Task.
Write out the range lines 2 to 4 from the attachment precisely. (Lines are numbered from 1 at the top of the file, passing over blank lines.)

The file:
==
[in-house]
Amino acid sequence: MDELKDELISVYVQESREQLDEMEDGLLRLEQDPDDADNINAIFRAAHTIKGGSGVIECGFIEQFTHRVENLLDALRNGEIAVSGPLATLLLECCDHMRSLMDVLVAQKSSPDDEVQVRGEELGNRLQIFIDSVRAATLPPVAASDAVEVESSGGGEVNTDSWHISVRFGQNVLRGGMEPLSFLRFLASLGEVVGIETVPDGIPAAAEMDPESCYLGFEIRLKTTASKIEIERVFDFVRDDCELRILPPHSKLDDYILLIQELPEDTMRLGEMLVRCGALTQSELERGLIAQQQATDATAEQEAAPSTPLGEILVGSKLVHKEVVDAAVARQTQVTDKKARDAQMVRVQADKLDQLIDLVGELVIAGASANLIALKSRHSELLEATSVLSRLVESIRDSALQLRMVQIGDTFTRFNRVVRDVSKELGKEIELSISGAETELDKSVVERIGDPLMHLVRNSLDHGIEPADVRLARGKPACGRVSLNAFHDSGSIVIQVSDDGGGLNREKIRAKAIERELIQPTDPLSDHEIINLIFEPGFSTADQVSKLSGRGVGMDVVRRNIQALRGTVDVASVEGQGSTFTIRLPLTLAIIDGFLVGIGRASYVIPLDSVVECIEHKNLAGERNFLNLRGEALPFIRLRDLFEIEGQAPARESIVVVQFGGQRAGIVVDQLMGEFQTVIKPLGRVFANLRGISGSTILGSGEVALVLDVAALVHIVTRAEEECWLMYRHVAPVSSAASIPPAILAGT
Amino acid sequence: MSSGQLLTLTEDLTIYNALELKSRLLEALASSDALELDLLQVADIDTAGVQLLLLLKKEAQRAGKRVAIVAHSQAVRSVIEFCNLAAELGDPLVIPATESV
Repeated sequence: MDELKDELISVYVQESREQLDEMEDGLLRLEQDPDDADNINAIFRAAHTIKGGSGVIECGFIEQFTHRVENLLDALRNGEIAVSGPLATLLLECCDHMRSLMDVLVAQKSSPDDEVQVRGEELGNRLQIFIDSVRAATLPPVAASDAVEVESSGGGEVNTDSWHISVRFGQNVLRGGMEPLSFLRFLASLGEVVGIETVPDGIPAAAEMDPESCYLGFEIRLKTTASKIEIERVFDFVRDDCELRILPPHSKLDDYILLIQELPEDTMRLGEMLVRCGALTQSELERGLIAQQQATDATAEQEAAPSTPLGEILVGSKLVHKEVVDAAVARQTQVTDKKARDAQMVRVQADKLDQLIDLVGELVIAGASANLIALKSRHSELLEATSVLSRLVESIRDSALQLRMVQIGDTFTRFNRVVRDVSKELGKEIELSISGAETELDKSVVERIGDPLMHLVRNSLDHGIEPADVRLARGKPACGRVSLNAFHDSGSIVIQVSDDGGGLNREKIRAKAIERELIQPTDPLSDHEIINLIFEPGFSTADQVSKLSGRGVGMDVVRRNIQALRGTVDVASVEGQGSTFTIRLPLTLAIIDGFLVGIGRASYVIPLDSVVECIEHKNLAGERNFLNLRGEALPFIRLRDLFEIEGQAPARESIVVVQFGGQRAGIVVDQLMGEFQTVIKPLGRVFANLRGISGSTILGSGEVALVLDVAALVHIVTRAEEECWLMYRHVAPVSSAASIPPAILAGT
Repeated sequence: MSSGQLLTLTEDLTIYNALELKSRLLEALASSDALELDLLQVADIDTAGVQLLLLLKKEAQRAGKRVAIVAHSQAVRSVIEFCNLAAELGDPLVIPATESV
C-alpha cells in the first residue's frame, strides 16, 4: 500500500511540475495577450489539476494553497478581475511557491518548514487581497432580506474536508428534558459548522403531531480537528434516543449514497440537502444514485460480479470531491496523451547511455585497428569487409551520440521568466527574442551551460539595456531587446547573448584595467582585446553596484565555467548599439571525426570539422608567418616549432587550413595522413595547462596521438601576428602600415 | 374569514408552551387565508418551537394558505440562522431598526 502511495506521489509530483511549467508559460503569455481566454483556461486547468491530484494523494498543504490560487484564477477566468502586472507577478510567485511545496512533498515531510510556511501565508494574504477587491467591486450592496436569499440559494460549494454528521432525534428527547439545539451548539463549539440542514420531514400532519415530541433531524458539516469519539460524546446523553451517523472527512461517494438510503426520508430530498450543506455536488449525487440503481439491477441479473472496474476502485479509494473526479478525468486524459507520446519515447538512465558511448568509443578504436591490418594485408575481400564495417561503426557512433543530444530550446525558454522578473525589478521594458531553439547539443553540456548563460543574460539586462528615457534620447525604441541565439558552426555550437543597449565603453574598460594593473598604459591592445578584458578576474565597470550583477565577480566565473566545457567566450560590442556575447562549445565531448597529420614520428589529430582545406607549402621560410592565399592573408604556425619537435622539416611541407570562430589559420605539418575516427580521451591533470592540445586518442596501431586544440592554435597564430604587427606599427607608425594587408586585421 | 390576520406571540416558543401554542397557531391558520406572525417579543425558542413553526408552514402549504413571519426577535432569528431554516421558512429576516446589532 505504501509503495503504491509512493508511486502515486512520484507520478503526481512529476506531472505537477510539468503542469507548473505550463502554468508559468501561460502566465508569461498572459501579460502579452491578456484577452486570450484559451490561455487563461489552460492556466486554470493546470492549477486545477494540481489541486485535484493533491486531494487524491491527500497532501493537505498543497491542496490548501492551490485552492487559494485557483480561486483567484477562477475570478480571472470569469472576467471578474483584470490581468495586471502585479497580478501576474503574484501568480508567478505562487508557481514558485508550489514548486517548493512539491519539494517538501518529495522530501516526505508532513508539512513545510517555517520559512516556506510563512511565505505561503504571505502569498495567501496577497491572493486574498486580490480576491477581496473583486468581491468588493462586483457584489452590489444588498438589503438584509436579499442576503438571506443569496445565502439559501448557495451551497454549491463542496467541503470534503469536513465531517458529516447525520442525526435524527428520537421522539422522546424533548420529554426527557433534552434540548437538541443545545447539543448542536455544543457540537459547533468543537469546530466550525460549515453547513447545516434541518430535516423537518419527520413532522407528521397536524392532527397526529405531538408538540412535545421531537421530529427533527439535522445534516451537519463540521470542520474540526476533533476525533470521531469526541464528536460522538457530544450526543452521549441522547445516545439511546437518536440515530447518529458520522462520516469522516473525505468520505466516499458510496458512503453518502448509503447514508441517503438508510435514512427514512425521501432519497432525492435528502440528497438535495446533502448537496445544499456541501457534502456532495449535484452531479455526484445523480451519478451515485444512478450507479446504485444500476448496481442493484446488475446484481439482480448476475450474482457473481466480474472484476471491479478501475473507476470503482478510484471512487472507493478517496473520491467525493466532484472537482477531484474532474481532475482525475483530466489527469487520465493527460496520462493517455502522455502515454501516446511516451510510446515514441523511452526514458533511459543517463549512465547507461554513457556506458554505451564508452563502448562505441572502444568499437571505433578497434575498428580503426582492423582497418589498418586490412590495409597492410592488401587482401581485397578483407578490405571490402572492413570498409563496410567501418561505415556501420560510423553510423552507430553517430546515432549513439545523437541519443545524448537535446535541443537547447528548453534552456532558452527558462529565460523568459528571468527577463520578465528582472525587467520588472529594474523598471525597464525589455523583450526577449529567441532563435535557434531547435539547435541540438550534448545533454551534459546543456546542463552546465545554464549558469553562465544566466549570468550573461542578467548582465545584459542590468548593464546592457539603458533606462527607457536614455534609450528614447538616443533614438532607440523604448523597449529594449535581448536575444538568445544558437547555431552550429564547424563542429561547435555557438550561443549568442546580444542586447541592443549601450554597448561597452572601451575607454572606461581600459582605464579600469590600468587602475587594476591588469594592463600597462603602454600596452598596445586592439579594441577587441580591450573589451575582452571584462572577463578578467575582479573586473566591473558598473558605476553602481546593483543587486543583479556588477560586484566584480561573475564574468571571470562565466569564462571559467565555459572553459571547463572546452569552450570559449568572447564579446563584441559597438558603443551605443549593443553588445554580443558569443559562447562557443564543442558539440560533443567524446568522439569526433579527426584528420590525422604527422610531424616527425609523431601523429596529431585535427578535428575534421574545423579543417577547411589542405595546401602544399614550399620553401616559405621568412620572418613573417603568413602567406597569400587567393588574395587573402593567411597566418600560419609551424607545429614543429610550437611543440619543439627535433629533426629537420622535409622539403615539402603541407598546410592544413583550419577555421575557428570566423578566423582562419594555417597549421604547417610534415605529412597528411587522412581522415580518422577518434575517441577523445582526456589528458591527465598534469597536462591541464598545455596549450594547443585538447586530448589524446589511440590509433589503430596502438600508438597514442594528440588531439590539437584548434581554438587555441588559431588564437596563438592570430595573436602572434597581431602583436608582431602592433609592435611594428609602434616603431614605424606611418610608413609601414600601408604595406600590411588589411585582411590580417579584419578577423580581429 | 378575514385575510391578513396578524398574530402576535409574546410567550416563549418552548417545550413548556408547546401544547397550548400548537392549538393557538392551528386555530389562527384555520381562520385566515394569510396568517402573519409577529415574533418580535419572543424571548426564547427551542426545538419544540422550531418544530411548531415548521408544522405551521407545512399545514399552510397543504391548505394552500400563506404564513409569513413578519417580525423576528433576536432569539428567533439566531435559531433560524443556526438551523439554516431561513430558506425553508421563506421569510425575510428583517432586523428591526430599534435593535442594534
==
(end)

Amino acid sequence: MDELKDELISVYVQESREQLDEMEDGLLRLEQDPDDADNINAIFRAAHTIKGGSGVIECGFIEQFTHRVENLLDALRNGEIAVSGPLATLLLECCDHMRSLMDVLVAQKSSPDDEVQVRGEELGNRLQIFIDSVRAATLPPVAASDAVEVESSGGGEVNTDSWHISVRFGQNVLRGGMEPLSFLRFLASLGEVVGIETVPDGIPAAAEMDPESCYLGFEIRLKTTASKIEIERVFDFVRDDCELRILPPHSKLDDYILLIQELPEDTMRLGEMLVRCGALTQSELERGLIAQQQATDATAEQEAAPSTPLGEILVGSKLVHKEVVDAAVARQTQVTDKKARDAQMVRVQADKLDQLIDLVGELVIAGASANLIALKSRHSELLEATSVLSRLVESIRDSALQLRMVQIGDTFTRFNRVVRDVSKELGKEIELSISGAETELDKSVVERIGDPLMHLVRNSLDHGIEPADVRLARGKPACGRVSLNAFHDSGSIVIQVSDDGGGLNREKIRAKAIERELIQPTDPLSDHEIINLIFEPGFSTADQVSKLSGRGVGMDVVRRNIQALRGTVDVASVEGQGSTFTIRLPLTLAIIDGFLVGIGRASYVIPLDSVVECIEHKNLAGERNFLNLRGEALPFIRLRDLFEIEGQAPARESIVVVQFGGQRAGIVVDQLMGEFQTVIKPLGRVFANLRGISGSTILGSGEVALVLDVAALVHIVTRAEEECWLMYRHVAPVSSAASIPPAILAGT
Amino acid sequence: MSSGQLLTLTEDLTIYNALELKSRLLEALASSDALELDLLQVADIDTAGVQLLLLLKKEAQRAGKRVAIVAHSQAVRSVIEFCNLAAELGDPLVIPATESV
Repeated sequence: MDELKDELISVYVQESREQLDEMEDGLLRLEQDPDDADNINAIFRAAHTIKGGSGVIECGFIEQFTHRVENLLDALRNGEIAVSGPLATLLLECCDHMRSLMDVLVAQKSSPDDEVQVRGEELGNRLQIFIDSVRAATLPPVAASDAVEVESSGGGEVNTDSWHISVRFGQNVLRGGMEPLSFLRFLASLGEVVGIETVPDGIPAAAEMDPESCYLGFEIRLKTTASKIEIERVFDFVRDDCELRILPPHSKLDDYILLIQELPEDTMRLGEMLVRCGALTQSELERGLIAQQQATDATAEQEAAPSTPLGEILVGSKLVHKEVVDAAVARQTQVTDKKARDAQMVRVQADKLDQLIDLVGELVIAGASANLIALKSRHSELLEATSVLSRLVESIRDSALQLRMVQIGDTFTRFNRVVRDVSKELGKEIELSISGAETELDKSVVERIGDPLMHLVRNSLDHGIEPADVRLARGKPACGRVSLNAFHDSGSIVIQVSDDGGGLNREKIRAKAIERELIQPTDPLSDHEIINLIFEPGFSTADQVSKLSGRGVGMDVVRRNIQALRGTVDVASVEGQGSTFTIRLPLTLAIIDGFLVGIGRASYVIPLDSVVECIEHKNLAGERNFLNLRGEALPFIRLRDLFEIEGQAPARESIVVVQFGGQRAGIVVDQLMGEFQTVIKPLGRVFANLRGISGSTILGSGEVALVLDVAALVHIVTRAEEECWLMYRHVAPVSSAASIPPAILAGT